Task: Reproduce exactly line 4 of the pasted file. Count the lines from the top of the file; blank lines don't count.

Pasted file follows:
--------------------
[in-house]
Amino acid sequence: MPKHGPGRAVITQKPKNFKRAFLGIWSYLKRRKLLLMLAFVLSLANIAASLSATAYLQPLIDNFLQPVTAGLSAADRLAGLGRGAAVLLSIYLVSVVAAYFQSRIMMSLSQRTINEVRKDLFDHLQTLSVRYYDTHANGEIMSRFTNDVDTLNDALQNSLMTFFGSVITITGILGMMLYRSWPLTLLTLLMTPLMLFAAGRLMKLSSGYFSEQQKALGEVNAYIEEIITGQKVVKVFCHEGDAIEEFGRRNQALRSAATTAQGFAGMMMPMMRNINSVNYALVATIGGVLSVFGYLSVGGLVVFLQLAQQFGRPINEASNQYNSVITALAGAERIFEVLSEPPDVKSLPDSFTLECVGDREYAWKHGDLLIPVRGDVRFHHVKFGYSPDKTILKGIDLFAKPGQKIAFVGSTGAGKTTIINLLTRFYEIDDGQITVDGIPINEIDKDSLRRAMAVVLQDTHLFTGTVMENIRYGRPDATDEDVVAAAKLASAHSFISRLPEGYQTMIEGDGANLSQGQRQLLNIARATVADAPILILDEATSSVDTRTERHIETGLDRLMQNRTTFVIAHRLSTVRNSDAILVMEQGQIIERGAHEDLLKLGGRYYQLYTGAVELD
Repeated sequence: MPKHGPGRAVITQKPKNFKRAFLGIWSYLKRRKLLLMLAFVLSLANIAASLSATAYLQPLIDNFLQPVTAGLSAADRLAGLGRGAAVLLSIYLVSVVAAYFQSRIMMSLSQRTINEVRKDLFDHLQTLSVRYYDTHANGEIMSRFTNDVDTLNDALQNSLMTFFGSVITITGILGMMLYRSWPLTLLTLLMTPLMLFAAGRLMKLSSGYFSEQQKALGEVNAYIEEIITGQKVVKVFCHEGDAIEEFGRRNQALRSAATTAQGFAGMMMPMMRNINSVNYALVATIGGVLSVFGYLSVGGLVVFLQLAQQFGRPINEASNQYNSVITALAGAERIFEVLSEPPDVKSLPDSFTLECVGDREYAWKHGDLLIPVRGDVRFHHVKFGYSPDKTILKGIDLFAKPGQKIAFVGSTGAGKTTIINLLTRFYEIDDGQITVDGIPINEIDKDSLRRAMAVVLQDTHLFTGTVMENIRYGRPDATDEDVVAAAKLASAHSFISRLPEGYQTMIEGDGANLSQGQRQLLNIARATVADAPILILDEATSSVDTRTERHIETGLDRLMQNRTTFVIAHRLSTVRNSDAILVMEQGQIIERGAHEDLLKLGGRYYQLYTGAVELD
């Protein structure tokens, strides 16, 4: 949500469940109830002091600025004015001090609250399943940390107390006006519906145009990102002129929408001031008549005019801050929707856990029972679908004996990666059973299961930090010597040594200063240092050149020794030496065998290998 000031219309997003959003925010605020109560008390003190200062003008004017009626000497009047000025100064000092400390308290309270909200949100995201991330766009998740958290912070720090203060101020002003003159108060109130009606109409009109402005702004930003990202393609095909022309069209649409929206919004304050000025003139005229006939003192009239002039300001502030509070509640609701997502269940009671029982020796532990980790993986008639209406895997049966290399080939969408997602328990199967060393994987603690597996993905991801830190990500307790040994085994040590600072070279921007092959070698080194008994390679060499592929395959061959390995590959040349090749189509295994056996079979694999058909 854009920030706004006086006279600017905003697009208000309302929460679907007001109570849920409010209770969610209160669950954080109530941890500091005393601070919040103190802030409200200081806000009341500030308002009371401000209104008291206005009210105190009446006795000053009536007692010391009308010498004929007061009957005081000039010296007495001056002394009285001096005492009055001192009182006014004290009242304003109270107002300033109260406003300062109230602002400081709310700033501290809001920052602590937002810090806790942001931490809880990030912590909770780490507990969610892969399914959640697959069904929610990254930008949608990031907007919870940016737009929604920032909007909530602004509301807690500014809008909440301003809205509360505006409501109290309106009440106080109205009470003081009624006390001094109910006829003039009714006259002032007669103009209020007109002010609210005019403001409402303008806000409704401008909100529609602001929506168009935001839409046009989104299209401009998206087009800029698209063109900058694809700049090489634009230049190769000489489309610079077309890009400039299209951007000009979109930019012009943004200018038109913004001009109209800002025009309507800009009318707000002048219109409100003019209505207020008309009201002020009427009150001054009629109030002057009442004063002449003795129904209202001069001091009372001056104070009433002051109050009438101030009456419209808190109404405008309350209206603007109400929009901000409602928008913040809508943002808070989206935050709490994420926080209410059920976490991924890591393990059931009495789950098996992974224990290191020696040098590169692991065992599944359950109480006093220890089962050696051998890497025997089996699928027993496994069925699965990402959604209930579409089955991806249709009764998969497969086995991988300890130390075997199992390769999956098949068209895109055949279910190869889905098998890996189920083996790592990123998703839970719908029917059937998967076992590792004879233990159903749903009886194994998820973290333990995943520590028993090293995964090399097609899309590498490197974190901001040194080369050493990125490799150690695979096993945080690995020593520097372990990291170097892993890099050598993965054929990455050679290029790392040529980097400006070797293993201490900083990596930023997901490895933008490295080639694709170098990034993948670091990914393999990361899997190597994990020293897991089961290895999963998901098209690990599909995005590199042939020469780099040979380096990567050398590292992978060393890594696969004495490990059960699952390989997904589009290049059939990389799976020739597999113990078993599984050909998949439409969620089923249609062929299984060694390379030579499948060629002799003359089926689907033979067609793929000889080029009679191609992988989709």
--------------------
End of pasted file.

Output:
């Protein structure tokens, strides 16, 4: 949500469940109830002091600025004015001090609250399943940390107390006006519906145009990102002129929408001031008549005019801050929707856990029972679908004996990666059973299961930090010597040594200063240092050149020794030496065998290998 000031219309997003959003925010605020109560008390003190200062003008004017009626000497009047000025100064000092400390308290309270909200949100995201991330766009998740958290912070720090203060101020002003003159108060109130009606109409009109402005702004930003990202393609095909022309069209649409929206919004304050000025003139005229006939003192009239002039300001502030509070509640609701997502269940009671029982020796532990980790993986008639209406895997049966290399080939969408997602328990199967060393994987603690597996993905991801830190990500307790040994085994040590600072070279921007092959070698080194008994390679060499592929395959061959390995590959040349090749189509295994056996079979694999058909 854009920030706004006086006279600017905003697009208000309302929460679907007001109570849920409010209770969610209160669950954080109530941890500091005393601070919040103190802030409200200081806000009341500030308002009371401000209104008291206005009210105190009446006795000053009536007692010391009308010498004929007061009957005081000039010296007495001056002394009285001096005492009055001192009182006014004290009242304003109270107002300033109260406003300062109230602002400081709310700033501290809001920052602590937002810090806790942001931490809880990030912590909770780490507990969610892969399914959640697959069904929610990254930008949608990031907007919870940016737009929604920032909007909530602004509301807690500014809008909440301003809205509360505006409501109290309106009440106080109205009470003081009624006390001094109910006829003039009714006259002032007669103009209020007109002010609210005019403001409402303008806000409704401008909100529609602001929506168009935001839409046009989104299209401009998206087009800029698209063109900058694809700049090489634009230049190769000489489309610079077309890009400039299209951007000009979109930019012009943004200018038109913004001009109209800002025009309507800009009318707000002048219109409100003019209505207020008309009201002020009427009150001054009629109030002057009442004063002449003795129904209202001069001091009372001056104070009433002051109050009438101030009456419209808190109404405008309350209206603007109400929009901000409602928008913040809508943002808070989206935050709490994420926080209410059920976490991924890591393990059931009495789950098996992974224990290191020696040098590169692991065992599944359950109480006093220890089962050696051998890497025997089996699928027993496994069925699965990402959604209930579409089955991806249709009764998969497969086995991988300890130390075997199992390769999956098949068209895109055949279910190869889905098998890996189920083996790592990123998703839970719908029917059937998967076992590792004879233990159903749903009886194994998820973290333990995943520590028993090293995964090399097609899309590498490197974190901001040194080369050493990125490799150690695979096993945080690995020593520097372990990291170097892993890099050598993965054929990455050679290029790392040529980097400006070797293993201490900083990596930023997901490895933008490295080639694709170098990034993948670091990914393999990361899997190597994990020293897991089961290895999963998901098209690990599909995005590199042939020469780099040979380096990567050398590292992978060393890594696969004495490990059960699952390989997904589009290049059939990389799976020739597999113990078993599984050909998949439409969620089923249609062929299984060694390379030579499948060629002799003359089926689907033979067609793929000889080029009679191609992988989709």